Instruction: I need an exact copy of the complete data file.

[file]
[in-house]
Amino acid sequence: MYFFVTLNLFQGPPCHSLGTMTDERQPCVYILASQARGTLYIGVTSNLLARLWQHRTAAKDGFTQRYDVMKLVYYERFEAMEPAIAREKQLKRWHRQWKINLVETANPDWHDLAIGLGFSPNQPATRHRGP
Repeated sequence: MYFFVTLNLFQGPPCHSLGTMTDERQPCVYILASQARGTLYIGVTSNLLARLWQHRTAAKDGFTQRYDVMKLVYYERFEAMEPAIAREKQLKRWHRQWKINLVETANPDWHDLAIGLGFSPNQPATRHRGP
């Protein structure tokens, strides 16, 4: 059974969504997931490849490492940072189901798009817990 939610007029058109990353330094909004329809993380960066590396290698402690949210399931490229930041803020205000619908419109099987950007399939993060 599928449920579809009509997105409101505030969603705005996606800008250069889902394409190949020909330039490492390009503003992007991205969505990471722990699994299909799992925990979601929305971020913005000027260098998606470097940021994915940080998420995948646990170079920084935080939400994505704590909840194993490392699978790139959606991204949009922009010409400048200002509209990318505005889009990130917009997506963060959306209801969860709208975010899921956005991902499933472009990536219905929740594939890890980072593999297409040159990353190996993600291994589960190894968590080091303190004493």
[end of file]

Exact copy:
[in-house]
Amino acid sequence: MYFFVTLNLFQGPPCHSLGTMTDERQPCVYILASQARGTLYIGVTSNLLARLWQHRTAAKDGFTQRYDVMKLVYYERFEAMEPAIAREKQLKRWHRQWKINLVETANPDWHDLAIGLGFSPNQPATRHRGP
Repeated sequence: MYFFVTLNLFQGPPCHSLGTMTDERQPCVYILASQARGTLYIGVTSNLLARLWQHRTAAKDGFTQRYDVMKLVYYERFEAMEPAIAREKQLKRWHRQWKINLVETANPDWHDLAIGLGFSPNQPATRHRGP
């Protein structure tokens, strides 16, 4: 059974969504997931490849490492940072189901798009817990 939610007029058109990353330094909004329809993380960066590396290698402690949210399931490229930041803020205000619908419109099987950007399939993060 599928449920579809009509997105409101505030969603705005996606800008250069889902394409190949020909330039490492390009503003992007991205969505990471722990699994299909799992925990979601929305971020913005000027260098998606470097940021994915940080998420995948646990170079920084935080939400994505704590909840194993490392699978790139959606991204949009922009010409400048200002509209990318505005889009990130917009997506963060959306209801969860709208975010899921956005991902499933472009990536219905929740594939890890980072593999297409040159990353190996993600291994589960190894968590080091303190004493």